Gauteng and KwaZulu-Natal are being hit hard by escalating COVID infections at the moment, while another five provinces are also seeing a rise in positive tests – a jump to 22% over the weekend, according to the National Institute for Communicable Diseases (NICD). The increases are mainly due to infections from two sublineages in the Omicron family.
South African scientists said the sublineages were “very different” from the original Omicron variant but so far their mutations are thought to be targeted at escaping the bodyʼs immune response – with no signs yet of an increase in the severity of symptoms.
Dr Richard Lessells from the Network for Genomic Surveillance in South Africa said the BA.4 and BA.5 sublineages have been found in seven provinces. They have similar spike proteins and are similar to those found on BA.2, he said.
Daily Maverick reports that a delay in processing samples from the Free State and Northern Cape could be the reason why the subvariants have not yet been identified in those regions.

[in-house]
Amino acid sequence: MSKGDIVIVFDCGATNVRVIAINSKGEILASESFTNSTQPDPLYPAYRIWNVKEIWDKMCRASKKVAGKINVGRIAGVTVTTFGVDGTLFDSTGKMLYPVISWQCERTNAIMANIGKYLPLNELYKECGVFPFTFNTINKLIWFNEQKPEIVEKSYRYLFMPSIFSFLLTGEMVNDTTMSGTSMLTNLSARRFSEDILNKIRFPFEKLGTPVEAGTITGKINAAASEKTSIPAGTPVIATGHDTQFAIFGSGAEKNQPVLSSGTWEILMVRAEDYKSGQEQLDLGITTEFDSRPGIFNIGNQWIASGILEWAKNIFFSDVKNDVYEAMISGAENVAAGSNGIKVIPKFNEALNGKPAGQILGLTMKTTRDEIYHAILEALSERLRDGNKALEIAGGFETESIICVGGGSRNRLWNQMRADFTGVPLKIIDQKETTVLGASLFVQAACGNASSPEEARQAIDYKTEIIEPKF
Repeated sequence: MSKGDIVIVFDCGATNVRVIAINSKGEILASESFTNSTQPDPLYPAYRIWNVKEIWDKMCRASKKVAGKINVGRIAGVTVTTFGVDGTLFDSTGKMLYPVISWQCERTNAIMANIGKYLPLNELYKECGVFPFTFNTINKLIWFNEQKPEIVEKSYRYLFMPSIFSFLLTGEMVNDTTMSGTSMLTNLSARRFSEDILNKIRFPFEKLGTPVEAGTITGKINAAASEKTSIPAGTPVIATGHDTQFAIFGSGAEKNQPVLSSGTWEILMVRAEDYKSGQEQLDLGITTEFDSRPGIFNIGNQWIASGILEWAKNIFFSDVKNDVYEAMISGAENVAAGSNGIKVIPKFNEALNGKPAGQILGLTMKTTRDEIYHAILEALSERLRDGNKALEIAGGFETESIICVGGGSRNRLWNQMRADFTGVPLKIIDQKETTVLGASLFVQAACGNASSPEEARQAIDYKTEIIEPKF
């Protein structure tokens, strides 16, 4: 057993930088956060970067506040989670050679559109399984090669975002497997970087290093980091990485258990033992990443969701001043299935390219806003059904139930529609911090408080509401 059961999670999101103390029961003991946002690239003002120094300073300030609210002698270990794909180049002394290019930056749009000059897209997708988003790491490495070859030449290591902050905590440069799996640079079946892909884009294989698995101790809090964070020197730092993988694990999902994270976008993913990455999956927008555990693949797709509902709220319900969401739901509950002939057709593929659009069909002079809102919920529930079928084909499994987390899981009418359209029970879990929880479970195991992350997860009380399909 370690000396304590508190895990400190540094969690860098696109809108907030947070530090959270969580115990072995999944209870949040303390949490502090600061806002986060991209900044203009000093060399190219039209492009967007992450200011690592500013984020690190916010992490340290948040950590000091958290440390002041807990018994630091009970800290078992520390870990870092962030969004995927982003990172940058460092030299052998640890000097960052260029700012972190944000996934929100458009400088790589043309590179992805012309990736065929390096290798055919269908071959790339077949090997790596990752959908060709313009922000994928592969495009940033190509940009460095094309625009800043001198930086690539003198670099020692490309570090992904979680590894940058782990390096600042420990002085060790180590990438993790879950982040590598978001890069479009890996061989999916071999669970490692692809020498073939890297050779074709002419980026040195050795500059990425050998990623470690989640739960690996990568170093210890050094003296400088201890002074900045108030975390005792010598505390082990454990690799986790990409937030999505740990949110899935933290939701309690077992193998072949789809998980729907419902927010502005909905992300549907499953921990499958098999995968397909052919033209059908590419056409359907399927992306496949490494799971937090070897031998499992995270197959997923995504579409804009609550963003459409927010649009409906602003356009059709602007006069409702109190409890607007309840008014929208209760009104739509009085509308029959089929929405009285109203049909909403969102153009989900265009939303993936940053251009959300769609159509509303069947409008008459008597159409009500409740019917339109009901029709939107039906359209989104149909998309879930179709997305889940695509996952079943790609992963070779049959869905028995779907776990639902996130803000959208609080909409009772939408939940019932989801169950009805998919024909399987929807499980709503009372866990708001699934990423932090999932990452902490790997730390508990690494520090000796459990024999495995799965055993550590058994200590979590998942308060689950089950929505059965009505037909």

Lessells said some of the mutations in the variants are targeted to evade the bodyʼs immune response by neutralising antibodies. He added, however, that the bodyʼs response to prevent severe disease was very different from the one to prevent infection.
“Vaccination remains the key protection,” he said.
Dr Waasila Jassat from the NICD said there are other infections around, like flu, that could cause similar symptoms, but they had seen a rapid increase in cases and a smaller increase in admissions. There had been no increase in hospital deaths from COVID-19 complications.
Although admissions have risen to about 60 per day nationally, this is still low compared with the third wave of infections, triggered by Delta, when admissions topped 1,000 a day. There was a small increase in patients needing oxygen and ventilation.
Minister of Health Joe Phaahla said there had been a continuous increase in cases over the past two weeks, with the country recording up to 6,000 new cases a day. Gauteng and KwaZulu-Natal are the hardest hit by new cases at the moment, he said.
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